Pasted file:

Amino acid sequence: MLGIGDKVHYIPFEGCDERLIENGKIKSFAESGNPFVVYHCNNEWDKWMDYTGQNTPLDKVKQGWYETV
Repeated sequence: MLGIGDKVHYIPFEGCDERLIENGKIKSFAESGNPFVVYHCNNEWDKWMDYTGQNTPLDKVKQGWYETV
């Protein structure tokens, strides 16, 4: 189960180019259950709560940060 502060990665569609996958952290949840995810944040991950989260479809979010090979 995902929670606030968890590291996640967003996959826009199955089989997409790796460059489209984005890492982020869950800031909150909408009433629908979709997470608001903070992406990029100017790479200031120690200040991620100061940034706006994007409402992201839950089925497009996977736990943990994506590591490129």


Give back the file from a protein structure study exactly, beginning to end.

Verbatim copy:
Amino acid sequence: MLGIGDKVHYIPFEGCDERLIENGKIKSFAESGNPFVVYHCNNEWDKWMDYTGQNTPLDKVKQGWYETV
Repeated sequence: MLGIGDKVHYIPFEGCDERLIENGKIKSFAESGNPFVVYHCNNEWDKWMDYTGQNTPLDKVKQGWYETV
């Protein structure tokens, strides 16, 4: 189960180019259950709560940060 502060990665569609996958952290949840995810944040991950989260479809979010090979 995902929670606030968890590291996640967003996959826009199955089989997409790796460059489209984005890492982020869950800031909150909408009433629908979709997470608001903070992406990029100017790479200031120690200040991620100061940034706006994007409402992201839950089925497009996977736990943990994506590591490129």